Option ARMs Bring Pain to Borrowers and Mortgage Industry

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Some mortgage industry experts estimate that as much as one-half trillion dollars' worth of adjustable rate mortgage loans (ARMs) are scheduled to reset this year, the Washington Post reports. Many will be the nontraditional Option ARMs which allow borrowers to choose to make minimum payments, less than the actual interest on the mortgage, for up to 60 months. The portion of the interest not paid in the Option ARM is added to the principal of the mortgage, and the borrower's total debt just gets bigger each month, a negative amortization. Once the loans reach a certain amount, they automatically reset at a higher rate.

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Banks are not required to say how many of the adjustable rate mortgages they underwrite are Option ARMs, but FirstAmerican LoanPerformance, an industry tracker, estimates that 12.3 percent of all mortgages written in the first five months of 2006 were Option ARMs, according to BusinessWeek. They were 40 percent of mortgages in Salinas, California, and 26 percent in Naples Florida, 51 percent in West Virginia and 26 percent in Wyoming.

Another nontraditional form of the ARM, the interest-only loan, will reset at a much higher rate after five years, but the loan principal does not increase.

Banks are permitted by generally accepted accounting principles to carry Option ARMs at the highest option of payment, as current revenue, the fully amortized amount. But James Grant of Grant's Interest Rate has called negative-amortization accounting a “fraudulent gambit,” BusinessWeek says. The Financial Accounting Standards Board (FASB), although standing by its standard, has expressed concern that the “disclosures associated with these types of loans [are] not providing enough transparency relative to their associated risks.”

While lenders claim that borrowers understand the features of these loans, and that they are restricted to borrowers with good credit histories and solid down payments, the Washington Post says, Standard & Poor's warned last year that disturbing numbers of minimum payment loans were given to borrowers with low credit scores.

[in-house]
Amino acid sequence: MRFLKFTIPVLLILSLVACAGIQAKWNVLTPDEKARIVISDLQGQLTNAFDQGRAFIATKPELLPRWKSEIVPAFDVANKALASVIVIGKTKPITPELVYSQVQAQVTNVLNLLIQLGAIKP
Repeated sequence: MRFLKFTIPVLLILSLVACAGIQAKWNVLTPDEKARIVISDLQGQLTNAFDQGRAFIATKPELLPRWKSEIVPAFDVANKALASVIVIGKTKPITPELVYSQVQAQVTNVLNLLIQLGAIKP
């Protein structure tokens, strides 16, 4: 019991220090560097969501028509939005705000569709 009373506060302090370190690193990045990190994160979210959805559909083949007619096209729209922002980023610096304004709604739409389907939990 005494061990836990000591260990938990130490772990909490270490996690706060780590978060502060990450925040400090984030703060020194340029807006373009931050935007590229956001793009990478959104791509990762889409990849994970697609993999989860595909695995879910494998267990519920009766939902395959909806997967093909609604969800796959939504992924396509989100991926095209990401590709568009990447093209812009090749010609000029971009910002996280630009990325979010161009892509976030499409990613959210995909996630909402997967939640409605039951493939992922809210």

H&R Block notified Wall Street in late August that its Option One Mortgage unit, which focuses on the subprime mortgage market, would have to set aside $60 million for borrowers who are behind in payments, according to the Wall Street Journal.

Countrywide Financial, which offers mortgages in all credit categories, and Impac Mortgage and Accredited Home Lenders, subprime lenders, all report that borrowers are paying off their loans more slowly.

Banks are not changing their attitudes toward the Option ARMs, BusinessWeek reports. Cindy Manzettie, chief credit officer for Fifth Third Bank in Cincinnati, said in a letter to regulators last spring, that it's not the “lender's responsibility to help the consumer determine the appropriate payment option each month. . . . Paternalistic regulations that underestimate the intelligence of the American public do not work.”

Banks are not likely to feel a lot of pain from bad loans resulting from Option ARMs. They can sell these loans to Wall Street to be repackaged for investors with other mortgages as mortgage-backed securities. Banks also sell an unknown number to hedge funds, BusinessWeek says.

While foreclosures do not yet show an alarming rate of increase in all markets, Equity Depot reported that in Atlanta the number of foreclosures had increased by 20 percent over last year. “The number of foreclosures in the Metro area continues to track steeply upward, driven largely by the increased percentage of Adjustable Rate Mortgage Defaults,” said Mark Sulimirski, Chief Product Engineer, Equity Depot.

Foreclosure filings in Massachusetts for July were up 56 percent over July 2006, The Boston Globe reports.

As the reset date approaches, Countrywide Home Loans, the largest mortgage originator in the U.S., is sending letters to borrowers who have been making only the minimum payments on their Option ARMs, warning them of a coming increase, a separate report in the Washington Post says. Countrywide provides an example of a California homeowner who has been paying less than the minimum on a 7.6 percent loan, facing a payment that is twice what he or she is currently paying.

According to the Post, Countrywide advises borrowers to:

  • Switch their payment option out of the minimum if they can and move to either a 15-year or a 30-year standard-amortization plan.
  • Switch to an interest-only option if full payments are not feasible at the moment.
  • Explore alternative refinancing options sooner rather than later.

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